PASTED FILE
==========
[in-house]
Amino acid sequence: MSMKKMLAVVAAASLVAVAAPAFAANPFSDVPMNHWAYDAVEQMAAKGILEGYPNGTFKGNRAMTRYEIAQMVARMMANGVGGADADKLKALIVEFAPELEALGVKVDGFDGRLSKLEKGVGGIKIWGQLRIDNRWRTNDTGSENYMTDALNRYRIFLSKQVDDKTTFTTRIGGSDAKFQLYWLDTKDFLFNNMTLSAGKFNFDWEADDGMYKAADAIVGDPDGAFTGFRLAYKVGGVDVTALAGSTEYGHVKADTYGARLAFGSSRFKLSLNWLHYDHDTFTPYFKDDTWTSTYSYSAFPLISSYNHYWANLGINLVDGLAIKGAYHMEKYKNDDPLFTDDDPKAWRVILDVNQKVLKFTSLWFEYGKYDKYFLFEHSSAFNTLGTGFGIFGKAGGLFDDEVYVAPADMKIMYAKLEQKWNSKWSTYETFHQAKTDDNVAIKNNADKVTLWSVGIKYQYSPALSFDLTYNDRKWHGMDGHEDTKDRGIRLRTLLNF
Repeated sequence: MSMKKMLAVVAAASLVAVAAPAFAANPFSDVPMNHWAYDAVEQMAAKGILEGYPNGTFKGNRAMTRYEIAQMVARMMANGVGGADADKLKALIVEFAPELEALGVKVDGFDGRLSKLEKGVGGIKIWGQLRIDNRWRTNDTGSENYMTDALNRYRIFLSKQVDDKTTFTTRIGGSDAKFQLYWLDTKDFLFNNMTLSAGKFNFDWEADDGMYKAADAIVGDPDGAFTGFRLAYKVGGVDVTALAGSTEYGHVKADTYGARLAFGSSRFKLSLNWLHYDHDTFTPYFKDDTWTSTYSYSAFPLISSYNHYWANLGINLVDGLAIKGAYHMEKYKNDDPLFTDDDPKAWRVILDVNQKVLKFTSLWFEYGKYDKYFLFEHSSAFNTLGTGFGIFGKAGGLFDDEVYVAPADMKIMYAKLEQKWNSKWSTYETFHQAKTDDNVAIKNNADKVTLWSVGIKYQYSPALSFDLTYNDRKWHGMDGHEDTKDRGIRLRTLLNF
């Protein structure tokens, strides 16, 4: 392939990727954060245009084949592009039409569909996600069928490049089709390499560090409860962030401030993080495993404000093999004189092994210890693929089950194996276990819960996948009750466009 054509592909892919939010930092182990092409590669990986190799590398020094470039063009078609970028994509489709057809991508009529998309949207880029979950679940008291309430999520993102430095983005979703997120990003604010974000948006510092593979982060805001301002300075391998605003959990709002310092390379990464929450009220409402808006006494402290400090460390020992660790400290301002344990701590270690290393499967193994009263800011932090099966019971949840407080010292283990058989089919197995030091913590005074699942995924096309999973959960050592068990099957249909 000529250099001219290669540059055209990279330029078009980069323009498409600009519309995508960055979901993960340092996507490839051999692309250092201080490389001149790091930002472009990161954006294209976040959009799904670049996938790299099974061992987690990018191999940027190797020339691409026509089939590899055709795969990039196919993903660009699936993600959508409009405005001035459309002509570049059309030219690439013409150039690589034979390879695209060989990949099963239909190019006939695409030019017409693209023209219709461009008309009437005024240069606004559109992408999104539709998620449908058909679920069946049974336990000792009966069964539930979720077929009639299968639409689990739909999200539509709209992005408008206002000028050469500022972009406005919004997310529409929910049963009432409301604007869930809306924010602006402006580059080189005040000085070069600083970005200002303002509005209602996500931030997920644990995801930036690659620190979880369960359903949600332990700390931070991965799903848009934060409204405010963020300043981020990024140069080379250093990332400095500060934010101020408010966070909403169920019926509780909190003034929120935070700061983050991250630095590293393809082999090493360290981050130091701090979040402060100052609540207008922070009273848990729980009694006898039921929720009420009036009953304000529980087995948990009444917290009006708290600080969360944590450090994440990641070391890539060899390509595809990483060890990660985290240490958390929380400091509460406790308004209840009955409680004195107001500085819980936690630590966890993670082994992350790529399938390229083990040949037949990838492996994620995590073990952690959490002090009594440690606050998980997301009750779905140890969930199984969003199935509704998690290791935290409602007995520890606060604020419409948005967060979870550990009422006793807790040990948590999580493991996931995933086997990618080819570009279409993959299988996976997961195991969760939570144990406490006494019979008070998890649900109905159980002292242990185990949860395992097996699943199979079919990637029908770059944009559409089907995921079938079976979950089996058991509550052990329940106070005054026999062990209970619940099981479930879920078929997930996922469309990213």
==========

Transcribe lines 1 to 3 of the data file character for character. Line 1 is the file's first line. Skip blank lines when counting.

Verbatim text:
[in-house]
Amino acid sequence: MSMKKMLAVVAAASLVAVAAPAFAANPFSDVPMNHWAYDAVEQMAAKGILEGYPNGTFKGNRAMTRYEIAQMVARMMANGVGGADADKLKALIVEFAPELEALGVKVDGFDGRLSKLEKGVGGIKIWGQLRIDNRWRTNDTGSENYMTDALNRYRIFLSKQVDDKTTFTTRIGGSDAKFQLYWLDTKDFLFNNMTLSAGKFNFDWEADDGMYKAADAIVGDPDGAFTGFRLAYKVGGVDVTALAGSTEYGHVKADTYGARLAFGSSRFKLSLNWLHYDHDTFTPYFKDDTWTSTYSYSAFPLISSYNHYWANLGINLVDGLAIKGAYHMEKYKNDDPLFTDDDPKAWRVILDVNQKVLKFTSLWFEYGKYDKYFLFEHSSAFNTLGTGFGIFGKAGGLFDDEVYVAPADMKIMYAKLEQKWNSKWSTYETFHQAKTDDNVAIKNNADKVTLWSVGIKYQYSPALSFDLTYNDRKWHGMDGHEDTKDRGIRLRTLLNF
Repeated sequence: MSMKKMLAVVAAASLVAVAAPAFAANPFSDVPMNHWAYDAVEQMAAKGILEGYPNGTFKGNRAMTRYEIAQMVARMMANGVGGADADKLKALIVEFAPELEALGVKVDGFDGRLSKLEKGVGGIKIWGQLRIDNRWRTNDTGSENYMTDALNRYRIFLSKQVDDKTTFTTRIGGSDAKFQLYWLDTKDFLFNNMTLSAGKFNFDWEADDGMYKAADAIVGDPDGAFTGFRLAYKVGGVDVTALAGSTEYGHVKADTYGARLAFGSSRFKLSLNWLHYDHDTFTPYFKDDTWTSTYSYSAFPLISSYNHYWANLGINLVDGLAIKGAYHMEKYKNDDPLFTDDDPKAWRVILDVNQKVLKFTSLWFEYGKYDKYFLFEHSSAFNTLGTGFGIFGKAGGLFDDEVYVAPADMKIMYAKLEQKWNSKWSTYETFHQAKTDDNVAIKNNADKVTLWSVGIKYQYSPALSFDLTYNDRKWHGMDGHEDTKDRGIRLRTLLNF